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- #2

FactChecker

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- #3

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Ok , so the same prime factorization is used to find the LCM too , right ?

- #4

FactChecker

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Yes.Ok , so the same prime factorization is used to find the LCM too , right ?

- #5

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Ok , Thanks

- #6

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- #7

FactChecker

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- #8

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The GCF of two numbers involves prime factorization of those two numbers , then multiply those factors both numbers have in common

Isnt LCM about finding the least common multiple of two numbers ?

What does that have anything to do with prime numbers ?

- #9

mfb

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That is often the most practical way to find the LCM.

Prime factorization is just one possible way to find the GCD. For large numbers, it can be very time-consuming, and different algorithms can be more efficient.

- #10

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It doesn't have a method like this LCM(a, b)=a*b/GCD(a, b) mentioned in it .

- #11

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It doesn't have a method like this LCM(a, b)=a*b/GCD(a, b) mentioned in it .

You'll find that in an "algebra for intelligent students" textbook!

- #12

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lol ok , first let me somehow finish this one book properly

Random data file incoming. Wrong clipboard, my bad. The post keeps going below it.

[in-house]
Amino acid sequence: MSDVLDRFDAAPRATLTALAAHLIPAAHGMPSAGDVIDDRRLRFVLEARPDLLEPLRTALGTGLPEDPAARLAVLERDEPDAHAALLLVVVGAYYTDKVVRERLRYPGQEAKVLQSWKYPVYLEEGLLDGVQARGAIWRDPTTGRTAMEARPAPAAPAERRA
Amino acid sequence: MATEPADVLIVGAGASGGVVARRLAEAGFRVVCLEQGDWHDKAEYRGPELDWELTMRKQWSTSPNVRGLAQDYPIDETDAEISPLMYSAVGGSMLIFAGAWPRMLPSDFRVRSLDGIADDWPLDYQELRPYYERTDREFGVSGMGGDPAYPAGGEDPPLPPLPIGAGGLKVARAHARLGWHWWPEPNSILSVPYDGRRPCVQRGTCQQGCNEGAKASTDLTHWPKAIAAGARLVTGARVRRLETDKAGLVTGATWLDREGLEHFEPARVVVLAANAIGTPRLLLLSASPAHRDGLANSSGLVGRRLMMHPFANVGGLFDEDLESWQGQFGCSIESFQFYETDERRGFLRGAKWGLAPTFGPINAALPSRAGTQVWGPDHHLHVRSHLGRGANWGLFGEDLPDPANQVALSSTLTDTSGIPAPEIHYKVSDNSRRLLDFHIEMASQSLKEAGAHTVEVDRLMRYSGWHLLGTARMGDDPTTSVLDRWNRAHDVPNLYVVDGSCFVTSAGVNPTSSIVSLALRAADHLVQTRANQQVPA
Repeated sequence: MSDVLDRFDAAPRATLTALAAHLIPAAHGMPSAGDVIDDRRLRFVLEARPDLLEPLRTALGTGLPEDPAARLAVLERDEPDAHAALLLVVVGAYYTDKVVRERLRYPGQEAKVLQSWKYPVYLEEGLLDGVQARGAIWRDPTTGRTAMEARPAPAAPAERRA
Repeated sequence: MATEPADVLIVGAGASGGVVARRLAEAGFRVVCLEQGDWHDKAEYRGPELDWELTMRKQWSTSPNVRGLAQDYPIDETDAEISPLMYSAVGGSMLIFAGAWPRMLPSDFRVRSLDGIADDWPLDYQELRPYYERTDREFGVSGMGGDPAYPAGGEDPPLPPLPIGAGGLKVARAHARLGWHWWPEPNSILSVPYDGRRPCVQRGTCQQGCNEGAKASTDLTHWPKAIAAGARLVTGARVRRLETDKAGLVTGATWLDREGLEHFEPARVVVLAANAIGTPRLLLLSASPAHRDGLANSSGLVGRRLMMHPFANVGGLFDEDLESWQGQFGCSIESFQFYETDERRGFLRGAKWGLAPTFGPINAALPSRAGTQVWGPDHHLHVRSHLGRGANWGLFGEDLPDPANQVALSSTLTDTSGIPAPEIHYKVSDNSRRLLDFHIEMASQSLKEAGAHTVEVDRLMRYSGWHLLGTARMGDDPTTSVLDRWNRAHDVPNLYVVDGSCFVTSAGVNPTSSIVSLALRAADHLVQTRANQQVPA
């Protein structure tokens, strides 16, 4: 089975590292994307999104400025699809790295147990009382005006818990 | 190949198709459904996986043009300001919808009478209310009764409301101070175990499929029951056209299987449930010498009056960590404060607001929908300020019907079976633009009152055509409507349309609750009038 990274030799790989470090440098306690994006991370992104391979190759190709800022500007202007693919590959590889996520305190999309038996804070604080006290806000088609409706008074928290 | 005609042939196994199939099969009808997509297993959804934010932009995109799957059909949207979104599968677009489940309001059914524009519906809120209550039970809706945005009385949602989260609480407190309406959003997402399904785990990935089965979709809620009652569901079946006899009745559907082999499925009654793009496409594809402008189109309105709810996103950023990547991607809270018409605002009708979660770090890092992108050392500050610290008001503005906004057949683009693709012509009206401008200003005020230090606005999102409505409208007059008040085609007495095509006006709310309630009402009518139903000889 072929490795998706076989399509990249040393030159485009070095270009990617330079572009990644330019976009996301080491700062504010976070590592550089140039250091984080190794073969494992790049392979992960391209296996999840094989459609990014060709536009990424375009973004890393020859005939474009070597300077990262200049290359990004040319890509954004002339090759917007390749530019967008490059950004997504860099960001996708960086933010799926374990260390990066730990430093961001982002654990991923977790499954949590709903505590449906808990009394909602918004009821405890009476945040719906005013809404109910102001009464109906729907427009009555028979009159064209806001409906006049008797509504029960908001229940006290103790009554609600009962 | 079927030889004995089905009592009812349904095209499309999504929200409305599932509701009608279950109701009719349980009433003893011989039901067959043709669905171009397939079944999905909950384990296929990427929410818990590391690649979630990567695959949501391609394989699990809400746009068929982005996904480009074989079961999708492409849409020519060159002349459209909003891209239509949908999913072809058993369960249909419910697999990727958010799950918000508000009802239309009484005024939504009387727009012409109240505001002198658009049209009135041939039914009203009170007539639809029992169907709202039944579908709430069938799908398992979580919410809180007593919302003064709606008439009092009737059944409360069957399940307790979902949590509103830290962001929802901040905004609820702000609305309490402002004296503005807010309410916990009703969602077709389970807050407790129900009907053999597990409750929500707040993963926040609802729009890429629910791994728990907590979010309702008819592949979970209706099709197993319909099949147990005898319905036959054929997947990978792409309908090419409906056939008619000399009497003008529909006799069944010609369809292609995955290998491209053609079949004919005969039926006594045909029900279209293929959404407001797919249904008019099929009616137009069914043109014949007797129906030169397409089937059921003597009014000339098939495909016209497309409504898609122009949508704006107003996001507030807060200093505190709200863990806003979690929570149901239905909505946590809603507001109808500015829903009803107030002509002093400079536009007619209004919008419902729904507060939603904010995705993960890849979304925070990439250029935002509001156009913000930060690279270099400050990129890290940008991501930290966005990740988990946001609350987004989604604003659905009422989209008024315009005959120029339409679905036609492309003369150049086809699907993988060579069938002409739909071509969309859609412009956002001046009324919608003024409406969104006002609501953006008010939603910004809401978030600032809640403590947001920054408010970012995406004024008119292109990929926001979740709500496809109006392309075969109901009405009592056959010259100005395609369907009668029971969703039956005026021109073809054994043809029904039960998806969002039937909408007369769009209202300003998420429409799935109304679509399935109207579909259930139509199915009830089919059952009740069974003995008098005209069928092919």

- #13

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lol ok , first let me somehow finish this one book properly

It's still worth understanding why the two are related. The basic argument is:

##a = a'g, b = b'g##

Where ##g## is the GCD of ##a## and ##b## and ##a', b'## are how much bigger ##a## and ##b## are than ##g##.

For example: if ##a = 42## and ##b = 15##, then ##g = 3## and ##a=14 \times 3, b = 5 \times 3##, hence ##a' = 14, b' = 5##

Now, the LCM of ##a## and ##b## must have as factors simply ##a', b'## and ##g##, so ##l = a'b'g = a'b = a'gb/g = ab/g##

You can now see that the LCM is the product of ##a## and ##b##, divided by the GCD.

In our example:

##LCM(42, 15) = \frac{42 \times 15}{3} = 210##

- #14

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- #15

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But you don't need to know anything about prime factorizations to find the GCD; you can use Euclid's algorithm, which is very efficient.

- #16

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$$

\begin{align*}

\gcd(1989,867) & = \gcd(255,867) & & \text{since 255 is the remainder} \\

& & & \text{when 1989 is divided by 867} \\[10pt]

& = \gcd(255,102) & & \text{since 102 is the remainder} \\

& & & \text{when 867 is divided by 255} \\[10pt]

& = \gcd(51,102) & & \text{since 51 is the remainder} \\

& & & \text{when 255 is divided by 102} \\[10pt]

& = \gcd(51,0) & & \text{since 0 is the remainder} \\

& & & \text{when 102 is divided by 51} \\[10pt]

& = 51.

\end{align*}

$$

Thus we have ##\dfrac{1989}{867} = \dfrac{51\times39}{51\times17} = \dfrac{39}{17}.##

- #17

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This is wrong. Euclid's very efficient algorithm for finding GCDs does not require doing anything at all with prime numbers.

- #18

mfb

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Yes, that has been mentioned in post 6 for example.But you don't need to know anything about prime factorizations to find the GCD; you can use Euclid's algorithm, which is very efficient.

This thread is from 2017, by the way.

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